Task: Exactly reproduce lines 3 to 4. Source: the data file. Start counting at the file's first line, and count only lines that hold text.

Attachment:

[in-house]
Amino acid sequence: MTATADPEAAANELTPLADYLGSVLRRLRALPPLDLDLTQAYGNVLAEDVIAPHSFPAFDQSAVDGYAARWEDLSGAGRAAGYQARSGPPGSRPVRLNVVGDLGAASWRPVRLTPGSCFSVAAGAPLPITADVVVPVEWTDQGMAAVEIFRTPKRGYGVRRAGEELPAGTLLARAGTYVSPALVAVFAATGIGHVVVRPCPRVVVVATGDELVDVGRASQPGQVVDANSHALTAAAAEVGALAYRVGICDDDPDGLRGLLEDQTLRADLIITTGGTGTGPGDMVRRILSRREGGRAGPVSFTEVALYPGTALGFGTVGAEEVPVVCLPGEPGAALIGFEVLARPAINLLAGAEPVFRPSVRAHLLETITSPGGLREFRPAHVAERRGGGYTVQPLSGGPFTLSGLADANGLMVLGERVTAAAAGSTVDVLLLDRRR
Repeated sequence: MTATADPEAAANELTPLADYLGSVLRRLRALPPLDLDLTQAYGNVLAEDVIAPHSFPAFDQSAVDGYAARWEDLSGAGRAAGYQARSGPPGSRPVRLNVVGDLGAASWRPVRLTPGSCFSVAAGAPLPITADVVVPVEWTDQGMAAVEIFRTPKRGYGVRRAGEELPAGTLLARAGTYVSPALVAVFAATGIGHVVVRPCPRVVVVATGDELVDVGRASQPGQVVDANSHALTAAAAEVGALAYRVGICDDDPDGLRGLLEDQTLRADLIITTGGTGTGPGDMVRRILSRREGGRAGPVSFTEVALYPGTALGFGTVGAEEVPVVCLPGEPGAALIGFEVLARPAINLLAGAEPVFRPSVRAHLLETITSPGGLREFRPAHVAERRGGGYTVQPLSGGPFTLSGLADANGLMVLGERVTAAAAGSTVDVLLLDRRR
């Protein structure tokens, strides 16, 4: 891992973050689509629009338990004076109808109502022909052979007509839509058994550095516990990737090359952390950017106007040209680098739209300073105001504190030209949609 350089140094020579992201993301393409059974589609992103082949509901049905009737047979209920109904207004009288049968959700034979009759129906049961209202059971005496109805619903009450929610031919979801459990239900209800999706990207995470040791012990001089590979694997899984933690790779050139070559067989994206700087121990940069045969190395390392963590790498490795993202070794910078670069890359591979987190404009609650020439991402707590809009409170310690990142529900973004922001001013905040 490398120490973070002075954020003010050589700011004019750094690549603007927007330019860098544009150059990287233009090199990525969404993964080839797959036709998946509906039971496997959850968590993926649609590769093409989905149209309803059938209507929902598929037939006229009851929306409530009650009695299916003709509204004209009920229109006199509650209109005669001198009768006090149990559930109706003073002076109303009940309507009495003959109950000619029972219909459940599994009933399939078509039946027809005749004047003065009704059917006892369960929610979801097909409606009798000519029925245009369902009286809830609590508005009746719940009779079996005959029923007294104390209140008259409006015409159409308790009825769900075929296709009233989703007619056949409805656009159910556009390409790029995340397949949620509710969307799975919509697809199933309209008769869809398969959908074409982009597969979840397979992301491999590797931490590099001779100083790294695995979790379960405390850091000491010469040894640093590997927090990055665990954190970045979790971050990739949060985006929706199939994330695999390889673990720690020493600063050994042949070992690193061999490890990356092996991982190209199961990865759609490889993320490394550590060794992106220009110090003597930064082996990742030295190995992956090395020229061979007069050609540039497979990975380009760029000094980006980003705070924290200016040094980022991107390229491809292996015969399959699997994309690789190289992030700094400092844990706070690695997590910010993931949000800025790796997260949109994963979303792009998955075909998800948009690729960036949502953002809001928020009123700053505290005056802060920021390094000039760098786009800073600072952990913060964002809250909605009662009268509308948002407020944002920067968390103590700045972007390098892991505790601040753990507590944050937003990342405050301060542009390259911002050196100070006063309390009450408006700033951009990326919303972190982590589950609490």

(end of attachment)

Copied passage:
Repeated sequence: MTATADPEAAANELTPLADYLGSVLRRLRALPPLDLDLTQAYGNVLAEDVIAPHSFPAFDQSAVDGYAARWEDLSGAGRAAGYQARSGPPGSRPVRLNVVGDLGAASWRPVRLTPGSCFSVAAGAPLPITADVVVPVEWTDQGMAAVEIFRTPKRGYGVRRAGEELPAGTLLARAGTYVSPALVAVFAATGIGHVVVRPCPRVVVVATGDELVDVGRASQPGQVVDANSHALTAAAAEVGALAYRVGICDDDPDGLRGLLEDQTLRADLIITTGGTGTGPGDMVRRILSRREGGRAGPVSFTEVALYPGTALGFGTVGAEEVPVVCLPGEPGAALIGFEVLARPAINLLAGAEPVFRPSVRAHLLETITSPGGLREFRPAHVAERRGGGYTVQPLSGGPFTLSGLADANGLMVLGERVTAAAAGSTVDVLLLDRRR
């Protein structure tokens, strides 16, 4: 891992973050689509629009338990004076109808109502022909052979007509839509058994550095516990990737090359952390950017106007040209680098739209300073105001504190030209949609 350089140094020579992201993301393409059974589609992103082949509901049905009737047979209920109904207004009288049968959700034979009759129906049961209202059971005496109805619903009450929610031919979801459990239900209800999706990207995470040791012990001089590979694997899984933690790779050139070559067989994206700087121990940069045969190395390392963590790498490795993202070794910078670069890359591979987190404009609650020439991402707590809009409170310690990142529900973004922001001013905040 490398120490973070002075954020003010050589700011004019750094690549603007927007330019860098544009150059990287233009090199990525969404993964080839797959036709998946509906039971496997959850968590993926649609590769093409989905149209309803059938209507929902598929037939006229009851929306409530009650009695299916003709509204004209009920229109006199509650209109005669001198009768006090149990559930109706003073002076109303009940309507009495003959109950000619029972219909459940599994009933399939078509039946027809005749004047003065009704059917006892369960929610979801097909409606009798000519029925245009369902009286809830609590508005009746719940009779079996005959029923007294104390209140008259409006015409159409308790009825769900075929296709009233989703007619056949409805656009159910556009390409790029995340397949949620509710969307799975919509697809199933309209008769869809398969959908074409982009597969979840397979992301491999590797931490590099001779100083790294695995979790379960405390850091000491010469040894640093590997927090990055665990954190970045979790971050990739949060985006929706199939994330695999390889673990720690020493600063050994042949070992690193061999490890990356092996991982190209199961990865759609490889993320490394550590060794992106220009110090003597930064082996990742030295190995992956090395020229061979007069050609540039497979990975380009760029000094980006980003705070924290200016040094980022991107390229491809292996015969399959699997994309690789190289992030700094400092844990706070690695997590910010993931949000800025790796997260949109994963979303792009998955075909998800948009690729960036949502953002809001928020009123700053505290005056802060920021390094000039760098786009800073600072952990913060964002809250909605009662009268509308948002407020944002920067968390103590700045972007390098892991505790601040753990507590944050937003990342405050301060542009390259911002050196100070006063309390009450408006700033951009990326919303972190982590589950609490």